AR and VR technologies are being adopted in a more mainstream way, which is exciting for the industry as a whole.”

What are some of the limitations that those who design for XR are trying to overcome now? AR and VR technologies are being adopted in a more mainstream way, which is exciting for the industry as a whole. Although, there are still some issues with form factor, price and resolution, these will be resolved over time. In my opinion, the Oculus Quest is the first headset on the market that starts to address these issues. And outside of user adoption, the other challenge is creating a thriving content ecosystem; in other words, the technology needs to offer users something. This is why we need more designers and creators on board to share their visions in the XR medium.

How do you see brands missing the mark when it comes to immersive experiences? Sometimes it feels more like a gimmick as opposed to an integral component of the narrative or experience they’re trying to create. I think it’s good practice to always ask: Why? How is this medium supporting the story you’re trying to tell?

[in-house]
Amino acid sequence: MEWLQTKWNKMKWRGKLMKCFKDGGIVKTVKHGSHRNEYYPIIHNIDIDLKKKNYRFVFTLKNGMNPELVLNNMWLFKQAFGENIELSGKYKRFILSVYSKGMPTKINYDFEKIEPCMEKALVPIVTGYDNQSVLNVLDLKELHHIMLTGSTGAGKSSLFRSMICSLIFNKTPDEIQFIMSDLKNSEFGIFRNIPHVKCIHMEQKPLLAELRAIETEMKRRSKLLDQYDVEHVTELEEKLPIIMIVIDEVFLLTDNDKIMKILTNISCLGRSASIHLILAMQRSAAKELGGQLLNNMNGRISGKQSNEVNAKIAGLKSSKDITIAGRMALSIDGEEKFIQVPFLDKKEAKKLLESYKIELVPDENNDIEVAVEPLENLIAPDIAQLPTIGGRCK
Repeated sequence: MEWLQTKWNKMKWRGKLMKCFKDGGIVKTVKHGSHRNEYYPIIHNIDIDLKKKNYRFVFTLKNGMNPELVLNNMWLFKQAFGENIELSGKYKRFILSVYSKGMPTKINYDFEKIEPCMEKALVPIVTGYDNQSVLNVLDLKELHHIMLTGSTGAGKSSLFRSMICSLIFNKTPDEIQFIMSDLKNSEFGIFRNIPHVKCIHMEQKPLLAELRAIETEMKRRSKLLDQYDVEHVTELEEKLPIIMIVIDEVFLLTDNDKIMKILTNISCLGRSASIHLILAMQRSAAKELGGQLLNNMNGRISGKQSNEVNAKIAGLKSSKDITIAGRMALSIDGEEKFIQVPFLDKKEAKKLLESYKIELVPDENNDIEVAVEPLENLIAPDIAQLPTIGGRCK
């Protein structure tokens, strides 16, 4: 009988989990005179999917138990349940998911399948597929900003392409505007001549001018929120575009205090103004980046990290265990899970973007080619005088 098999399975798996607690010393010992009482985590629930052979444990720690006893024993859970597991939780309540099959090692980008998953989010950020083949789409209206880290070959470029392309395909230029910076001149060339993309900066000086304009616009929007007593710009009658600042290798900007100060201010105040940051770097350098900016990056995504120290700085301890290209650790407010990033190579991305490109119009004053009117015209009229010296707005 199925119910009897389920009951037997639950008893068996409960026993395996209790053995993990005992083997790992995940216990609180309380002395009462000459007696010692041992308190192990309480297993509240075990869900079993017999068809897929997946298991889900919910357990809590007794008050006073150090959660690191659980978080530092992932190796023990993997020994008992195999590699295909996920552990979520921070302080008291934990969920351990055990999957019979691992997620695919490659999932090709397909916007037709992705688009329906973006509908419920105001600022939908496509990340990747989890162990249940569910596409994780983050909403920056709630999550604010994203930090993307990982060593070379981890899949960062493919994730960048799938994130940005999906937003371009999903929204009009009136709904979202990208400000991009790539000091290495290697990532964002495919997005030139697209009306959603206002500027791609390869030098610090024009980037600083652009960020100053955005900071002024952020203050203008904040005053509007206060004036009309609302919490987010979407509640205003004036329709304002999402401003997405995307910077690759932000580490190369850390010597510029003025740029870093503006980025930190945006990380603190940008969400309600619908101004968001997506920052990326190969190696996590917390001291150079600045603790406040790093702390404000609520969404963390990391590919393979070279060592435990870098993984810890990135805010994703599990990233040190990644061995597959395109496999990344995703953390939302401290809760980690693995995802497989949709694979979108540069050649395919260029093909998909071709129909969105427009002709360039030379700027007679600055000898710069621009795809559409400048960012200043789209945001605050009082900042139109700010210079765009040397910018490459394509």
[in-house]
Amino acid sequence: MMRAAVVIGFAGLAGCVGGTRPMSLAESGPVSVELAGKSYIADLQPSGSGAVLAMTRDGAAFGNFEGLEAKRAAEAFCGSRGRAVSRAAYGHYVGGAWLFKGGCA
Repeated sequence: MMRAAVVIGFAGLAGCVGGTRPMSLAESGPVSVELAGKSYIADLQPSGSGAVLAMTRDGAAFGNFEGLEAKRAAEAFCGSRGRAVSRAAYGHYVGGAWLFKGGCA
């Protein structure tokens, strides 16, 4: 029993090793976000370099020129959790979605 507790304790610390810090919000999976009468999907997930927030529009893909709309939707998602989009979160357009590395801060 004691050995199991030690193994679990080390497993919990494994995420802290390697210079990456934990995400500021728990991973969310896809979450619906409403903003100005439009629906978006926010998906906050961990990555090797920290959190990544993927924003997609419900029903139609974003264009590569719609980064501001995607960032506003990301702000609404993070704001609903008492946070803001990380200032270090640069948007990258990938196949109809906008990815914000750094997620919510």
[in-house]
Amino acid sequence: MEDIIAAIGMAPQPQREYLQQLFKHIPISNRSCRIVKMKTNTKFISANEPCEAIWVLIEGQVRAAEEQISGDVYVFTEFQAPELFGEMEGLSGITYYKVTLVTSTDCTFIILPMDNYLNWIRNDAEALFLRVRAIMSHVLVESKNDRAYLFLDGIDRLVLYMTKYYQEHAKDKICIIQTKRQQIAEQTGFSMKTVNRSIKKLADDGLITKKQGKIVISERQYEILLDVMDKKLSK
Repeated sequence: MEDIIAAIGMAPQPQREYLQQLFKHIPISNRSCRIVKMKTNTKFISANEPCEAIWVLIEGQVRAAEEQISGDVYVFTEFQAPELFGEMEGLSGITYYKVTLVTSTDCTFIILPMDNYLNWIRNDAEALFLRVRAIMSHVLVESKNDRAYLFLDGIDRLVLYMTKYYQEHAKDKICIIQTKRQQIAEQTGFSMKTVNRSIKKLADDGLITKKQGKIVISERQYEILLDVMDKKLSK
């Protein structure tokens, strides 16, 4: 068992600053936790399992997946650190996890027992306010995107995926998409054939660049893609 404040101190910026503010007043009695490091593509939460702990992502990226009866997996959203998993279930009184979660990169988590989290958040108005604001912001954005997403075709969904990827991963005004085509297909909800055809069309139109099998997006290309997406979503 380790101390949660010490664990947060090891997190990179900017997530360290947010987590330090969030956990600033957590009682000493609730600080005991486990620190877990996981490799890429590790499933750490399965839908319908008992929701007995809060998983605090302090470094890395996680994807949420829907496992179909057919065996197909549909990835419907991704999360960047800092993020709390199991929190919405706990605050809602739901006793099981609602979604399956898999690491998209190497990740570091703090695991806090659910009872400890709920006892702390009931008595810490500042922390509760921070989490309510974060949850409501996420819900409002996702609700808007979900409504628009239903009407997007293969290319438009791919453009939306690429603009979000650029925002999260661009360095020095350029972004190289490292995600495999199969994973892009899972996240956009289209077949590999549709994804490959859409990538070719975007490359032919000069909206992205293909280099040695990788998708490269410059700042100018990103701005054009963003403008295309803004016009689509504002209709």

What are the best immersive experiences you’ve enjoyed recently? Discrete Figures was an incredible show by Japanese arts and technology company Rhizomatiks and Tokyo-based dance troupe Elevenplay, held at the Gray Area Foundation for the Arts in San Francisco earlier this year. It combined dance and motion with real-time projection mapped AR. I also recently experienced an AR app called Museum of the Hidden City, which shares a historical narrative about gentrification and the redevelopment of the Fillmore District in San Francisco. Similar to the work being done by the immersive installation and theater group Nonchalance, within the experience, there are moments of situational awareness, which engage users more deeply with the city. I also loved virtual artist Chelley Sherman’s immersive VR piece Dispersion, which places the users in an incredible audiovisual landscape to interact with a fluid, dreamlike entity—it’s poetry.